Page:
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My Friend Irma (film)

From Wikipedia, the free encyclopedia

My Friend Irma
Myfriendirmaposter.jpg
Theatrical release poster
Directed byGeorge Marshall
Screenplay byCy Howard
Parke Levy
Produced byHal B. Wallis
StarringJohn Lund
Marie Wilson
Diana Lynn
Don DeFore
Dean Martin
Jerry Lewis
Hans Conried
CinematographyLeo Tover
Edited byLeroy Stone
Music byRoy Webb
Distributed byParamount Pictures
Release date
  • August 16, 1949 (1949-08-16)
Running time
102 minutes
LanguageEnglish
Box office$2.8 million (US and Canadian rentals)[1]
10,247 admissions (France)[2]

My Friend Irma is a 1949 American comedy film directed by George Marshall. It was the motion picture debut of the comedy team Dean Martin and Jerry Lewis.[3] The film was released on August 16, 1949, by Paramount, and is based upon the CBS radio series My Friend Irma that first aired in 1947.

Plot

The storyline follows two women, Irma Peterson and Jane Stacey, who room together in New York. Irma is a somewhat dim-witted blonde who deep down has good intentions. Jane is an ambitious woman who dreams of marrying a rich man. She winds up as a secretary for a millionaire, Richard Rhinelander.

Meanwhile, Irma is in love with Al, who is a con-artist looking to get rich quick. Al visits an orange-juice stand and encounters Steve Laird singing. He convinces him to leave his job and promises to make him famous. Steve and his partner Seymour then wind up living at Irma and Jane's apartment through the invitation of Al. She is angry, but Irma convinces her to let them stay. This opens up a romantic arc where Jane and Steve fall in love.

After a successful singing debut, Steve gets upset with Jane's wishes to marry a wealthy man and he leaves and returns to the juice stand. Meanwhile, Irma gets into a situation and decides to end her life. However, she finds out a radio station is about to call her for a $50,000 question, so she rushes home to answer the question. She wins the prize and all live happily ever after.

Cast

Production

My Friend Irma was filmed from February 22 through April 12, 1949. Although filming was already underway, producer Hal B. Wallis thought it would be a low-risk introduction of the team of Martin & Lewis to the screen. They had been approached by several film studios before signing a five-year contract with Paramount Pictures.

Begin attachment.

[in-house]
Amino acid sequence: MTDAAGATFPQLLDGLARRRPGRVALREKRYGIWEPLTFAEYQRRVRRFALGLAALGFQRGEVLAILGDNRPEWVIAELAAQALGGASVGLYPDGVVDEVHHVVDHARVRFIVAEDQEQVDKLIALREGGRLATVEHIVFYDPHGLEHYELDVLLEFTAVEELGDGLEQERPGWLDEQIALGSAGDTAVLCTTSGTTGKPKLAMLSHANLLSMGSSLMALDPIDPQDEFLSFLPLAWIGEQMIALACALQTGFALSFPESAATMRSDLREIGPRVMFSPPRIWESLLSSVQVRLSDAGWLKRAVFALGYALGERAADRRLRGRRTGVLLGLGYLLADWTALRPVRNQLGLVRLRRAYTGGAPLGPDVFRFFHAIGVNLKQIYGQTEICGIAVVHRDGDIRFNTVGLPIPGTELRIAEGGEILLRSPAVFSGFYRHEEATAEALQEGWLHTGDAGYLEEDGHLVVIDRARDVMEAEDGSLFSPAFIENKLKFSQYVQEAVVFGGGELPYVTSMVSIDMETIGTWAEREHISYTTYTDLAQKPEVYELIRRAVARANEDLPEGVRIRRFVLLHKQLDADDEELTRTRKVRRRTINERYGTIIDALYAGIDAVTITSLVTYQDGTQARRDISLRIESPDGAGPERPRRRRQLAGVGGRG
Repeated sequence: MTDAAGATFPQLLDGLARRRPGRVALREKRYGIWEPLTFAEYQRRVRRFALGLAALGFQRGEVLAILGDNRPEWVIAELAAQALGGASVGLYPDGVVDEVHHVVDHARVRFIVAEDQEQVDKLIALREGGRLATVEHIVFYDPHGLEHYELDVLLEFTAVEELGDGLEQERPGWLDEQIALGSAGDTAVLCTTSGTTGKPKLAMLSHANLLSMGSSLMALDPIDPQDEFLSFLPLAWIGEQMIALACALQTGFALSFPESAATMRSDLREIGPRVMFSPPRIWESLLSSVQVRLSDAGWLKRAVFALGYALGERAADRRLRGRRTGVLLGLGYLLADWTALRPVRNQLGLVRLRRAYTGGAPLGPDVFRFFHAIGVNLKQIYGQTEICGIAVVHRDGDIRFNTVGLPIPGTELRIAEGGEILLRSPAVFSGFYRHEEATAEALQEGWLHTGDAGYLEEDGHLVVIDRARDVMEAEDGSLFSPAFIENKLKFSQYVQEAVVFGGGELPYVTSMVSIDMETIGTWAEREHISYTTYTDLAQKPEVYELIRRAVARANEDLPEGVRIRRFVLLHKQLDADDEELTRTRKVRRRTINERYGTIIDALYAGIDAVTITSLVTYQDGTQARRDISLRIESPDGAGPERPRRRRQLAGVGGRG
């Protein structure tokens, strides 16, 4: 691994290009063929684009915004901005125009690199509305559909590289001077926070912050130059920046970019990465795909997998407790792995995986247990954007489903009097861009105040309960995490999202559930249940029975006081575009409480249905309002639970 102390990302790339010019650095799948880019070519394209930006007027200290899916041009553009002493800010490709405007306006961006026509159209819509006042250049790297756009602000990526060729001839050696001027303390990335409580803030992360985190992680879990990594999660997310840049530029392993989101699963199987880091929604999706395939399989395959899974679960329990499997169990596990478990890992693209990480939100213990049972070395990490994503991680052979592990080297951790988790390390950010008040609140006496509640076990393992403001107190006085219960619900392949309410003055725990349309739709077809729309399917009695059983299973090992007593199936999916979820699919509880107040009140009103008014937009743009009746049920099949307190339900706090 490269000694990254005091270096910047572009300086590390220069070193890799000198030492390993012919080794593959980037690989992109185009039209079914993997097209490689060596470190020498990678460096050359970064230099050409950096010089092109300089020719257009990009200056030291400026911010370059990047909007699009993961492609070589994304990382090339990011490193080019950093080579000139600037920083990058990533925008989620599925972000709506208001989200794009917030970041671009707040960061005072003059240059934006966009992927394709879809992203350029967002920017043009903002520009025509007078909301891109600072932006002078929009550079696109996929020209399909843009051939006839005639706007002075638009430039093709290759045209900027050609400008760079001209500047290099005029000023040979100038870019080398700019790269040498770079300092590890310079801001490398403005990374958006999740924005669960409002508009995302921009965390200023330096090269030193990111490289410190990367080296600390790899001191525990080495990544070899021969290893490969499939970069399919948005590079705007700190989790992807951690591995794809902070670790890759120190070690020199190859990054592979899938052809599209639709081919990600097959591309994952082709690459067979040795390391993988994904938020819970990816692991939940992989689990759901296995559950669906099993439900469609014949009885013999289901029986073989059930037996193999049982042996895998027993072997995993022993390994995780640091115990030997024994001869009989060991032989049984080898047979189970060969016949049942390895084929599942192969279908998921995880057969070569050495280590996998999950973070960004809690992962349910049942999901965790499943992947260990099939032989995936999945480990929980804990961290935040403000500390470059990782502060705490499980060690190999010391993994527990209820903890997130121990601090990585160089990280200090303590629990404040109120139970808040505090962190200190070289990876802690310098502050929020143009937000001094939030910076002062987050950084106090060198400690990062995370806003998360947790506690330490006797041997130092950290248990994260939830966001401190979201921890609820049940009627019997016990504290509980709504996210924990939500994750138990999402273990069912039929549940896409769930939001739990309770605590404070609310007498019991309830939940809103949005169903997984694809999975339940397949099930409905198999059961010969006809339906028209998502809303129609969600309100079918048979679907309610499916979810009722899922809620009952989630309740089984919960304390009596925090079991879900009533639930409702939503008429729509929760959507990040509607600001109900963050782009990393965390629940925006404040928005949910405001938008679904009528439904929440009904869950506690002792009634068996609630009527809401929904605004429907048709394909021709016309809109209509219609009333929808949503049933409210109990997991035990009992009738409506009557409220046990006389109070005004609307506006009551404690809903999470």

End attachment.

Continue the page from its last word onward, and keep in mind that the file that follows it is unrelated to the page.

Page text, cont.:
Lewis was originally cast to play Al, but after the first day of screen tests it was obvious that he was wrong for the part that the studio had selected for him. Concerned that he would be left out of the film and that they were abandoning the formula that had created the Martin & Lewis team's comedic success ("handsome guy with the monkey"), a frantic Lewis quickly came up with the idea of playing a comical sidekick to Steve, and the character Seymour was written into the script. Lewis reminisces in detail about this career turning point in his book on Martin (Dean and Me) as well as his lengthy online Archive of American Television videotaped interview.

Marie Wilson, Hans Conried, and Gloria Gordon played the same characters in the movie that they did on the radio show. Felix Bressart was originally cast in the film as Professor Kropotkin, but he died suddenly during filming. His completed scenes were reshot with Hans Conried, who took over the role.

Sequel

It was followed the following year by a sequel, My Friend Irma Goes West directed by Hal Walker,[4] the only sequel that Martin & Lewis ever made.

Home media

My Friend Irma has been released twice on DVD By Paramount Home Entertainment. It was originally released on a two-film collection with its sequel, My Friend Irma Goes West, on October 25, 2005. A year later, it was included on an eight-film DVD set, the Dean Martin and Jerry Lewis Collection: Volume One, released on October 31, 2006.[5]

Legacy

It is one of the few pre-1950 Paramount films still owned by Paramount as most of their catalog of films were sold to EMKA, Ltd., which was subsequently purchased by MCA Inc. in 1958, who would later purchase Universal Pictures in 1962 and has been the distributor for those films ever since.[citation needed]

The 2002 film Martin and Lewis was a biopic about the comedy team starring Sean Hayes and Jeremy Northam. A scene from the film depicts Lewis as wanting to play the role of Al, but Wallis suggesting that he should play a new character, Seymour, instead, to which Lewis reluctantly agrees.[6]

References

  1. ^ "Top Grossers of 1949". Variety. 4 January 1950. p. 59.
  2. ^ Jerry Lewis films French box office information at Box Office Story
  3. ^ "My Friend Irma". Turner Classic Movies. Atlanta: Turner Broadcasting System (Time Warner). Retrieved September 13, 2016.
  4. ^ "My Friend Irma Goes West". Turner Classic Movies. Atlanta: Turner Broadcasting System (Time Warner). Retrieved September 13, 2016.
  5. ^ "Dean Martin & Jerry Lewis Collection - Vol. 1". Paramount Pictures. Hollywood: Viacom. 2006. ASIN B000HEWEJE. Retrieved September 13, 2016.
  6. ^ Lewis, Jerry; Kaplan, James (2006). Dean & Me (A Love Story). New York City: Three Rivers Press. ISBN 978-0767920872.

External links

This page was last edited on 14 October 2021, at 03:28
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